Papers by Author: A.K. Gupta

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Authors: A.K. Gupta, P.H. Marois, David J. Lloyd
Abstract: AA6111 sheet alloy has been used in automotive panel applications in North America and Europe for several years. This alloy exhibits an excellent combination of strength, formability, ageing response and surface appearance following forming and painting operations. Such a combination of properties is obtained by carefully tailoring the processing route to obtain the desired microstructure of the alloy. In recent years, the ability to predict the phase stability in different alloys has improved significantly, and it is now relatively easy to predict the particles that could form in complex multi component alloys during different processing steps. The accuracy of the predictions is dependent on whether or not the free energy expressions used in the calculations are correct. In this study, the AA6111 alloy was subjected to various annealing treatments that are reflective of different phase fields computed by the Thermo-Calc software. The particles were extracted using the phenol extraction technique and were identified using energy dispersive analysis. The interrelation of the particle analyses with the computed phase stability in AA6111 is presented.
Authors: A.K. Gupta, J.B. Bookbinder, H.S. Sang, David J. Lloyd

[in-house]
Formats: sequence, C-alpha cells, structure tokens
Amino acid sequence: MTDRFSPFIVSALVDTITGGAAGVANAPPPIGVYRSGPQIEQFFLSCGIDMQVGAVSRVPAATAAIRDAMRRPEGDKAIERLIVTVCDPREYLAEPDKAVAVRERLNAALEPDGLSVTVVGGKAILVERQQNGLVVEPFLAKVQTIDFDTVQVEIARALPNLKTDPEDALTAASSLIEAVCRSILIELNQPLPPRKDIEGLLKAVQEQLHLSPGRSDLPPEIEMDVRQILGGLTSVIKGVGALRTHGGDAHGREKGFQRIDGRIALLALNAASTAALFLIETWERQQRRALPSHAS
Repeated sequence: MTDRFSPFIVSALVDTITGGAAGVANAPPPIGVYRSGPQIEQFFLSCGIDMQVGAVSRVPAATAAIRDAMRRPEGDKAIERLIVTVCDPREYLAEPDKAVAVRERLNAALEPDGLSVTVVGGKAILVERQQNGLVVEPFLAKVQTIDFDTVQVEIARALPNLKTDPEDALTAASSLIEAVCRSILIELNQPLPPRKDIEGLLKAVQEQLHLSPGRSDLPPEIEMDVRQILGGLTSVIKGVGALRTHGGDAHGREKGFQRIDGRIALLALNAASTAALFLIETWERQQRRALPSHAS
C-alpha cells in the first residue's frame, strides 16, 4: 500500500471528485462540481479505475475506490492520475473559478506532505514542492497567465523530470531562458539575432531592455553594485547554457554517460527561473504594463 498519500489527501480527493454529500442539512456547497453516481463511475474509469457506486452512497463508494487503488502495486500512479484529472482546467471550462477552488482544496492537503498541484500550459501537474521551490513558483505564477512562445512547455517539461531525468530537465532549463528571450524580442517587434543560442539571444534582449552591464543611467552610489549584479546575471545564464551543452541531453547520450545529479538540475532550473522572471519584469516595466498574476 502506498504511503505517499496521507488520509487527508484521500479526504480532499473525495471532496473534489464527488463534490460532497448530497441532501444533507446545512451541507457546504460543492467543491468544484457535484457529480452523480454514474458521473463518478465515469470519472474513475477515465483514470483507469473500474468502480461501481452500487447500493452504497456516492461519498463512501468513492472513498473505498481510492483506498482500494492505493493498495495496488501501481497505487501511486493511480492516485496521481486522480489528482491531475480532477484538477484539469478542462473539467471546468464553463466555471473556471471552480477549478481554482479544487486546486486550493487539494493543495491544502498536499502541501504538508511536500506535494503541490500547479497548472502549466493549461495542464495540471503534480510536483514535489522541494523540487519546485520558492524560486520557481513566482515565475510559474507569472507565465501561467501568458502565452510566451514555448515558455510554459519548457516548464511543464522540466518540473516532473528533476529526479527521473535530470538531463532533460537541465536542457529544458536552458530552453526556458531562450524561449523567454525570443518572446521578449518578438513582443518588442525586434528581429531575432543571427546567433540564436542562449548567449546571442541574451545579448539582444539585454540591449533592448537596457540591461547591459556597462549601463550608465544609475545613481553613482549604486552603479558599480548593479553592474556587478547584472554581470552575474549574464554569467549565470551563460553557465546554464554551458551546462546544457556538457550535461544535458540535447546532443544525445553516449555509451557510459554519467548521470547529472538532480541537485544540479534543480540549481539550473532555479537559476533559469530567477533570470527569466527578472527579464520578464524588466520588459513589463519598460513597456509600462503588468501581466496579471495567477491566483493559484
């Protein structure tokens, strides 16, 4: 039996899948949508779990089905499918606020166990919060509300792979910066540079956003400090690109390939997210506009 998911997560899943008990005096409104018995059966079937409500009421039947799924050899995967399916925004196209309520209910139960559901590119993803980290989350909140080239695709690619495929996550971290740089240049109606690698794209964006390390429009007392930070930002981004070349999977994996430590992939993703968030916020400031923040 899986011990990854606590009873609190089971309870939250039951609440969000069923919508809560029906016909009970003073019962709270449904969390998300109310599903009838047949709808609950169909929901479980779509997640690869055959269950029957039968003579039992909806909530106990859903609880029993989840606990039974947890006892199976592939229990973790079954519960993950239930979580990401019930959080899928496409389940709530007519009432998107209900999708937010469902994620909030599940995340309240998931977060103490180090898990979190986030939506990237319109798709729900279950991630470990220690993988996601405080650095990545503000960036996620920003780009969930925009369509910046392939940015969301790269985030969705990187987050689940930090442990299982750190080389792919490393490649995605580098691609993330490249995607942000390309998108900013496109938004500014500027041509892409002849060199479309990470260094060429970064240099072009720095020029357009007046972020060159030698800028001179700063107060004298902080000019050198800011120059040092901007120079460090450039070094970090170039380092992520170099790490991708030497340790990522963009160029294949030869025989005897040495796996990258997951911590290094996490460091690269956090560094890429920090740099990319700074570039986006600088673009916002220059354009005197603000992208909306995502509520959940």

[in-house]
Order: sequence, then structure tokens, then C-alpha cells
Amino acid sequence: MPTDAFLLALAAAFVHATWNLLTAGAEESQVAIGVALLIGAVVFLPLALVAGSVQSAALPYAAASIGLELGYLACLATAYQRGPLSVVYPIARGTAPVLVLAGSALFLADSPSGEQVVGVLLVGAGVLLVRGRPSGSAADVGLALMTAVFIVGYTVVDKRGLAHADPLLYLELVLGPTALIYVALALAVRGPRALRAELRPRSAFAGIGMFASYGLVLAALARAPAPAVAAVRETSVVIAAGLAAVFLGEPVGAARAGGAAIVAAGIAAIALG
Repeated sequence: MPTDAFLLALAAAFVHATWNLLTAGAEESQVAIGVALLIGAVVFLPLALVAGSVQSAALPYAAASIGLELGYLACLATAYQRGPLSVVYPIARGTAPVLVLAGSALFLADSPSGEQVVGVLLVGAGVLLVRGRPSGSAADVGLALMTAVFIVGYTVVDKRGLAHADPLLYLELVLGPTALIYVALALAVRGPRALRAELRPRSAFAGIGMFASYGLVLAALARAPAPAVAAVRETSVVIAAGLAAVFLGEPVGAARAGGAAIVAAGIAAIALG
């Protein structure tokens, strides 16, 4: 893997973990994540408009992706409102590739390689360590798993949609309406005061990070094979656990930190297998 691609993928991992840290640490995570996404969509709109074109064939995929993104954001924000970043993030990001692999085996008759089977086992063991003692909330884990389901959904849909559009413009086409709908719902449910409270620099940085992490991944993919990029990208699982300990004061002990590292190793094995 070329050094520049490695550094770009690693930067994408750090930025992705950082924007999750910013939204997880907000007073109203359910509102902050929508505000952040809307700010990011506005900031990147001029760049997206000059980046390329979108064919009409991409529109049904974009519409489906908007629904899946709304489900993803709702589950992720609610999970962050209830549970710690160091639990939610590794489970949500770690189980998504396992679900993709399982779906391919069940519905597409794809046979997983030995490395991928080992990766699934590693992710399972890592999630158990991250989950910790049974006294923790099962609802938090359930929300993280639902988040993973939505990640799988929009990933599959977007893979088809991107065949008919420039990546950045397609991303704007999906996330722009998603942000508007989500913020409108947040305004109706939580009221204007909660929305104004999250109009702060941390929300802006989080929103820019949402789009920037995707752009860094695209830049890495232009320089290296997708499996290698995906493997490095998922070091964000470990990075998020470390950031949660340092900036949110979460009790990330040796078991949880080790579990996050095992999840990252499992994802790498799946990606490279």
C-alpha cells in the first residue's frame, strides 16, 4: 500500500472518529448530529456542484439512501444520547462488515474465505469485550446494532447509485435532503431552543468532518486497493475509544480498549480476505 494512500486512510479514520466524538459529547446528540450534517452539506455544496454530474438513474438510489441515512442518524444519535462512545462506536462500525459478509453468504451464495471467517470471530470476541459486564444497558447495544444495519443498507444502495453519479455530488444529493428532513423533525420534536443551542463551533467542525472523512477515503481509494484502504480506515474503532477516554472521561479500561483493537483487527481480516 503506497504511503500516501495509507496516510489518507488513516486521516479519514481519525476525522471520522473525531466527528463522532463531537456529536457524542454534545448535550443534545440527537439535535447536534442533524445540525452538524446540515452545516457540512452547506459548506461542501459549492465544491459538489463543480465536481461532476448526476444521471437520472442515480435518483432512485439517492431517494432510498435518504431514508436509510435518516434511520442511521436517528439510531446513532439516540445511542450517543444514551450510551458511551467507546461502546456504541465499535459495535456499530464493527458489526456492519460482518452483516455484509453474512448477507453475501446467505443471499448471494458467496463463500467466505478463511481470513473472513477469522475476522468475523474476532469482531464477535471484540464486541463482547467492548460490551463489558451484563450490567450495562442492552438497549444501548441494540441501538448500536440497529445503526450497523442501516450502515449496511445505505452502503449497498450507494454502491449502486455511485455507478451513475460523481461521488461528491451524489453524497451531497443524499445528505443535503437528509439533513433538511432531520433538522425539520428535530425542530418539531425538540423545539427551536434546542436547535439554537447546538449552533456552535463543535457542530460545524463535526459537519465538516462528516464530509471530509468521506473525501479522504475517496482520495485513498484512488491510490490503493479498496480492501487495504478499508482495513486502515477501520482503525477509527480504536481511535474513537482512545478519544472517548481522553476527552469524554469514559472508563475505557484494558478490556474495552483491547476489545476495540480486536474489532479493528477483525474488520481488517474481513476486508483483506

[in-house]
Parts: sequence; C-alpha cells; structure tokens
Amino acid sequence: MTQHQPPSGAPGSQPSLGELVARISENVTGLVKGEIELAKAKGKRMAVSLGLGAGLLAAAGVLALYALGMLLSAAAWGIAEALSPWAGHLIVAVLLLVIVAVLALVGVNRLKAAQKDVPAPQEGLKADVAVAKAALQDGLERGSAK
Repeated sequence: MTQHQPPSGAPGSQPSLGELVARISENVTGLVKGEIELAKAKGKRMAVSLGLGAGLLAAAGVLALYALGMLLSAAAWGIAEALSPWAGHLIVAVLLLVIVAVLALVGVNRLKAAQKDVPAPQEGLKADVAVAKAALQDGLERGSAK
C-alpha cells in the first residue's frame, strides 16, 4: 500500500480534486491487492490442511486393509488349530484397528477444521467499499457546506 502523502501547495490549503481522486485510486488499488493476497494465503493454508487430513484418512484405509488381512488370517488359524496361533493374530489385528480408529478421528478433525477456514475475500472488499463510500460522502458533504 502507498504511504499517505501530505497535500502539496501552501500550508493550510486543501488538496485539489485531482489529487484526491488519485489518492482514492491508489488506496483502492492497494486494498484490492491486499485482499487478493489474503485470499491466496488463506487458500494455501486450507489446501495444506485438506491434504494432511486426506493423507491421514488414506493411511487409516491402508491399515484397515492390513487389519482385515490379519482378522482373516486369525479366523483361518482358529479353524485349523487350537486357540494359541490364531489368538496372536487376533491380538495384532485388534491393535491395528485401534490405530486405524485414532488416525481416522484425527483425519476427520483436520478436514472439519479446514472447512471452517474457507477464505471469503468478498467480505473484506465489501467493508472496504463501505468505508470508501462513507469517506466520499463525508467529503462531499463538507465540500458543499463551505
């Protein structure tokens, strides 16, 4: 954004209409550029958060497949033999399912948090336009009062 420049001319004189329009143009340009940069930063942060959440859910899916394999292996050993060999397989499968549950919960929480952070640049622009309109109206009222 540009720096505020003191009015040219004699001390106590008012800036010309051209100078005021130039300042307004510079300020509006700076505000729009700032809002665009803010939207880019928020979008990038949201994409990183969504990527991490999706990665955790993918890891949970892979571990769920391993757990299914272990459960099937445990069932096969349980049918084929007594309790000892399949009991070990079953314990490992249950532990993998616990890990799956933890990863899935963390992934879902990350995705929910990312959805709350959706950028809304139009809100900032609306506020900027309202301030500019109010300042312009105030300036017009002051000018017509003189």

Authors: A.K. Gupta, P.H. Marois, David J. Lloyd
Authors: Hai Ou Jin, A.K. Gupta
Abstract: The through-thickness textures of different variants of AA6111 T4 sheets were investigated by using X-ray pole figure technique, scanning electron microscopy (SEM), and electron back scattering diffraction (EBSD) technique in SEM. The roping behaviors of the sheets were determined and corelated to the through-thickness texture inhomogeneity. It has been demonstrated that (i) roping is due to through-thickness texture inhomogeneity, (ii) roping occurs in AA6111 when the cube and Goss texture components segregate along the rolling direction (RD) and alternate in the transverse direction (TD), (iii) the texture alignment from sheet surface to 1/5 thickness is most critical to roping behavior, while the effect of texture in the sheet centre is masked by the surface layer, and (iv) the texture alignment can be attributed to the stability of cube and Goss in rolling, and the nucleation and grain growth advantage of cube and Goss during heat treatments.
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